Poverties and Protest — Tonight No Poetry Will Serve: Poems 2007-2010 by Adrienne Rich
Rich’s twenty-fifth book of poetry opens with the gorgeous musicality that has come to be one of the signature aspects of her work. “Waiting for Rain, for Music” begins:
Burn me some music Send my roots rain I’m swept
A struggle at the roots of the mind Whoever said
Straphangar swaying inside a runway car
contraband calligraphy against the war
Once under a shed’s eaves
— p. 13
Rich’s poems are works of oratory as well as works of art, and her technical mastery of language is where the two faces of her craft come together in seamless pieces of prosody. Here, her choices in caesuras, stanza breaks, and line breaks work together to control the pacing and tenor of the poem.
Rich’s poems are works of oratory as well as works of art, and her technical mastery of language is where the two faces of her craft come together in seamless pieces of prosody. Had she chosen to place each grouping of words on their own lines, this poem would read too slowly to connote urgency. Had she chosen to create the caesuras with periods rather than extra spacing, the tempo would read too quickly for the poem’s full meaning to unfold — and no accomplished orator would ever race through a speech. This poem, as with most all of the poems Rich has written over the course of her sixty-year career, has weighty social and political import: she knows exactly how to make the most of the genre to appeal both to the humanitarian consciousness and musical ear of all readers, and this combination results in eloquent and powerful poetry.
What makes Rich’s poems matter is that the speakers are not distant voices calling for change. On the contrary, they always have a stake in the issue at hand. Empathy is the hallmark of the work that has made her voice such an enduring one in the last half-century of social change. Indeed, many poems in Tonight No Poetry Will Serve are spoken by a voice deeply empathetic to victims of oppression. For example, “From Sickbed Shores” opens with this global perspective:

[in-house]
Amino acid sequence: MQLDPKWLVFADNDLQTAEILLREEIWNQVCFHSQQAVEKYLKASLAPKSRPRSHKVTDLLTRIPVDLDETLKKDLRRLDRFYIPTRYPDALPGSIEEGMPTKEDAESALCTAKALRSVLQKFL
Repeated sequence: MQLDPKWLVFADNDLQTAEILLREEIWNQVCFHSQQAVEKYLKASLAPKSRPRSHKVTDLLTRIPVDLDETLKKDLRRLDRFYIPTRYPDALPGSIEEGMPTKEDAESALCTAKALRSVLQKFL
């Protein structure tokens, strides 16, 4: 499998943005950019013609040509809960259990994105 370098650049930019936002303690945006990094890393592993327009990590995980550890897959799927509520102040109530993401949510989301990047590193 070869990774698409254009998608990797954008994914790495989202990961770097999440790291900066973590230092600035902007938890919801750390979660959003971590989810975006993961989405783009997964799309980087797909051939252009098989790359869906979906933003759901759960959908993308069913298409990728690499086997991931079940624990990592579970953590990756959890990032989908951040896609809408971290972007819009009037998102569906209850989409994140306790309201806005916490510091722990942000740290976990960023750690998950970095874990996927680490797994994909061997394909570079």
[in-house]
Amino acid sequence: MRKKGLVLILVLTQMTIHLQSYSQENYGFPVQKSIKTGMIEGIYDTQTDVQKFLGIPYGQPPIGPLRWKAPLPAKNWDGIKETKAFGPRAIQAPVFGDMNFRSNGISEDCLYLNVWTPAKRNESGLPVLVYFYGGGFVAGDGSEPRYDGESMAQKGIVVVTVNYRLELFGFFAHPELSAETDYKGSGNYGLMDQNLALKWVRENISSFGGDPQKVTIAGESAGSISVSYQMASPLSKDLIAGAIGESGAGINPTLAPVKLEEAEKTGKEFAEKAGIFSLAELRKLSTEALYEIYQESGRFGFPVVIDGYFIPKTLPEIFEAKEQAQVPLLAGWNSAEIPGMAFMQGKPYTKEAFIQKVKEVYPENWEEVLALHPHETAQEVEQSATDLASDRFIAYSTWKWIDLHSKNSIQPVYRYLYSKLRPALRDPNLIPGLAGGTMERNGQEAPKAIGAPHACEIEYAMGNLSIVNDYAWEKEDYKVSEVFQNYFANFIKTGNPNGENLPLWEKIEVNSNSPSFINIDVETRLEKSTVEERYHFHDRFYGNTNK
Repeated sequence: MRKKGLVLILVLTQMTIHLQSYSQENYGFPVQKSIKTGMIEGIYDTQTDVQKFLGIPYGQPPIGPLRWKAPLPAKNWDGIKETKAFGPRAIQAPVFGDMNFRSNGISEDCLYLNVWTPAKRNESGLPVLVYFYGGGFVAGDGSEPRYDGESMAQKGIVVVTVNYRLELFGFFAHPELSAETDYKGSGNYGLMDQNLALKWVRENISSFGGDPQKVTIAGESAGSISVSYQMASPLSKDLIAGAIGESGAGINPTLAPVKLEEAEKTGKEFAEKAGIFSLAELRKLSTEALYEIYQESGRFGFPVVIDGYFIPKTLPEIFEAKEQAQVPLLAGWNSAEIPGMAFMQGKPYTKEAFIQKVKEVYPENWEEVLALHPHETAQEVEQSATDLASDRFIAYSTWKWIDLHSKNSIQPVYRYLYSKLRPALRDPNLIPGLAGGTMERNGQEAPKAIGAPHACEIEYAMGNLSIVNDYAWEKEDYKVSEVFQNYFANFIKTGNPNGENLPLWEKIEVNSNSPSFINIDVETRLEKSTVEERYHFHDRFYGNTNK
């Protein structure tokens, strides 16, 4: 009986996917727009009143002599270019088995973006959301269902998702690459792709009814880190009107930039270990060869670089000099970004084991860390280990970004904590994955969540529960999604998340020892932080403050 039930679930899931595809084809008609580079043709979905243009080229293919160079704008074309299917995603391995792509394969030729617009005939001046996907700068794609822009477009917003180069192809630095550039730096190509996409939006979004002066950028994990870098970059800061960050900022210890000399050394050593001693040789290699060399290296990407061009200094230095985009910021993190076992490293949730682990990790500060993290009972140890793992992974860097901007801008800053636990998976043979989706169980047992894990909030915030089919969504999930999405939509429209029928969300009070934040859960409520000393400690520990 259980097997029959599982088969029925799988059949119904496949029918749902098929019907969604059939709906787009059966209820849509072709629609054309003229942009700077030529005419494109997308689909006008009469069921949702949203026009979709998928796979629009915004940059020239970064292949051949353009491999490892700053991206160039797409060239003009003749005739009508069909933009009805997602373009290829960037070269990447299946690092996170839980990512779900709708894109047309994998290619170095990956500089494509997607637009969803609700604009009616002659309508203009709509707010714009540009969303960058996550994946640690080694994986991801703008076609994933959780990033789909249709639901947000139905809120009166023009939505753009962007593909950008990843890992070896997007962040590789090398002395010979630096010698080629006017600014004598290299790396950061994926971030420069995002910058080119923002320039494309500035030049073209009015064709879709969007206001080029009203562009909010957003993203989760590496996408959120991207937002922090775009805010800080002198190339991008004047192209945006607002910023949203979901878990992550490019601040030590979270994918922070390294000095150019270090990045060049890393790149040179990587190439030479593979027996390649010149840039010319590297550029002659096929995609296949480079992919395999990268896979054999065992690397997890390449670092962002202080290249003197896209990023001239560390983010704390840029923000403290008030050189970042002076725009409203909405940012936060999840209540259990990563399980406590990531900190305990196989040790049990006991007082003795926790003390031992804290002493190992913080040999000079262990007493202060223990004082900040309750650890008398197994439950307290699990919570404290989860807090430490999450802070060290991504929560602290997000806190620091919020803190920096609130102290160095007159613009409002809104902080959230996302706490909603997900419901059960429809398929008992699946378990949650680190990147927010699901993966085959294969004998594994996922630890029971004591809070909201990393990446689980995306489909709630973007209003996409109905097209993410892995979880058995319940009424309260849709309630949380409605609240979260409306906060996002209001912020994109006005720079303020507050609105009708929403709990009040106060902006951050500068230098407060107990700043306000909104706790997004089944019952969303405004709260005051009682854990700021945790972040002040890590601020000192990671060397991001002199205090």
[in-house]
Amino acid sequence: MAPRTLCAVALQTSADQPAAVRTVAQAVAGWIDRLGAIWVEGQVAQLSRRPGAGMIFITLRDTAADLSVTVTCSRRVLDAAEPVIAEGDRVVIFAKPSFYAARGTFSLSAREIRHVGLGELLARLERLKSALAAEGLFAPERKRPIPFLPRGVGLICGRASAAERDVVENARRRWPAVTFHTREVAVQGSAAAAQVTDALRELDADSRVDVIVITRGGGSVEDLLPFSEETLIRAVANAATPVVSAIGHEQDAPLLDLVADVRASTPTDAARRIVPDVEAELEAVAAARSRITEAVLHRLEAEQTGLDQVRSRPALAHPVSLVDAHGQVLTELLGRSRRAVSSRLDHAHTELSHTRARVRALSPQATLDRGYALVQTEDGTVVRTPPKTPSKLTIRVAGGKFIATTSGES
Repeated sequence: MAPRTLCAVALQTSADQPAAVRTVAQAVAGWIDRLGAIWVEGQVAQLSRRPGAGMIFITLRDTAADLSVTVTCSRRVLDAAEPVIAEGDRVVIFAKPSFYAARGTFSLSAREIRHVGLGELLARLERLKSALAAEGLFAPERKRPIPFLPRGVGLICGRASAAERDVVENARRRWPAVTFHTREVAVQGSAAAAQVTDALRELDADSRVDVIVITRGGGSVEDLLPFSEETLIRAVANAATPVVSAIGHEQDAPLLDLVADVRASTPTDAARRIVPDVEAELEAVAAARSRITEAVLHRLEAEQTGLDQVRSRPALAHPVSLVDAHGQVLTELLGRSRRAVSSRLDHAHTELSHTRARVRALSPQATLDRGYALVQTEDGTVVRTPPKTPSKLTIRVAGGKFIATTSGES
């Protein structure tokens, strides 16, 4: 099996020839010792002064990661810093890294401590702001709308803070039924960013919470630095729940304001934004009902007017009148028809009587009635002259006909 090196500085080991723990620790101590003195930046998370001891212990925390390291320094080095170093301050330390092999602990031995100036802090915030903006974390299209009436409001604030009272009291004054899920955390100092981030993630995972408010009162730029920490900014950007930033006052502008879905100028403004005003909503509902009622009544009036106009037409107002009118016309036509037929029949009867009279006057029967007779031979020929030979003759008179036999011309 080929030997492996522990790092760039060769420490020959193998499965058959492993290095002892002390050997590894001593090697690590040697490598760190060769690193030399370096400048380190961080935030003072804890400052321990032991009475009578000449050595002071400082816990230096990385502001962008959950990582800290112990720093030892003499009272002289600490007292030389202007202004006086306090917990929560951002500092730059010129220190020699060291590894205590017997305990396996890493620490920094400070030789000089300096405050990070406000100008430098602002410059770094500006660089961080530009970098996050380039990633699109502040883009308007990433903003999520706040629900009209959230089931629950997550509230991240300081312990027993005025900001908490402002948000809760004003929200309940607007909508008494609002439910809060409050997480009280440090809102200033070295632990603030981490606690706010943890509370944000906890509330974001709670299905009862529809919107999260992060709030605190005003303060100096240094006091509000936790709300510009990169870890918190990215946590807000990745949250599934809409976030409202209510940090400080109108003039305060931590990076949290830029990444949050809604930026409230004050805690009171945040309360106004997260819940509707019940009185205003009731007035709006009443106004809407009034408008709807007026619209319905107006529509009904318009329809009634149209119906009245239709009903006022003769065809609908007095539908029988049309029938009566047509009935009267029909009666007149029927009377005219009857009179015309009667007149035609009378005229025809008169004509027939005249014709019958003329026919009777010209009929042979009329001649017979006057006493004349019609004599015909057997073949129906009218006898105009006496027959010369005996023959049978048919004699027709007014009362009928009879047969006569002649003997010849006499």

From shores of sickness: skin of the globe stretches and
(sick body in a sick country: can it get well?
— p. 35
The wavelengths of all oppressed peoples’ voices reach into us through Rich’s technically sophisticated shape of line: the first line of the poem stretches as far as it physically can across the page; then makes an enjambed snap back to “snakes,” a dramatically short line; then stretches into another long line which ends with an expectant transitive verb. It is only the third line of the poem, and we are already hooked. Several stanzas later, we see that the “sick body” of the planet, with its stretched skin and “exhausted ear” is one in the same as the bound and tortured body of each prisoner:
wired wrists jerked-back heads
All, all remote and near
yours who haven’t yet put in a word?
— p. 35
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